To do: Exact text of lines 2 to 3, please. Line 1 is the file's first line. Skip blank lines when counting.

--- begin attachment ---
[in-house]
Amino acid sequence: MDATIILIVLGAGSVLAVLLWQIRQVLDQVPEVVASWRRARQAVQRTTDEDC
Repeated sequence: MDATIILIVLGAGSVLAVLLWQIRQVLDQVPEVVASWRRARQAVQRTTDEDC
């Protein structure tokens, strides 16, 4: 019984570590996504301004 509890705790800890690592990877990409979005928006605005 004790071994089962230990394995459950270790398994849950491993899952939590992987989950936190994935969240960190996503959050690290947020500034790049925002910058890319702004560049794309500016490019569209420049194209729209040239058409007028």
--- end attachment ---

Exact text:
Amino acid sequence: MDATIILIVLGAGSVLAVLLWQIRQVLDQVPEVVASWRRARQAVQRTTDEDC
Repeated sequence: MDATIILIVLGAGSVLAVLLWQIRQVLDQVPEVVASWRRARQAVQRTTDEDC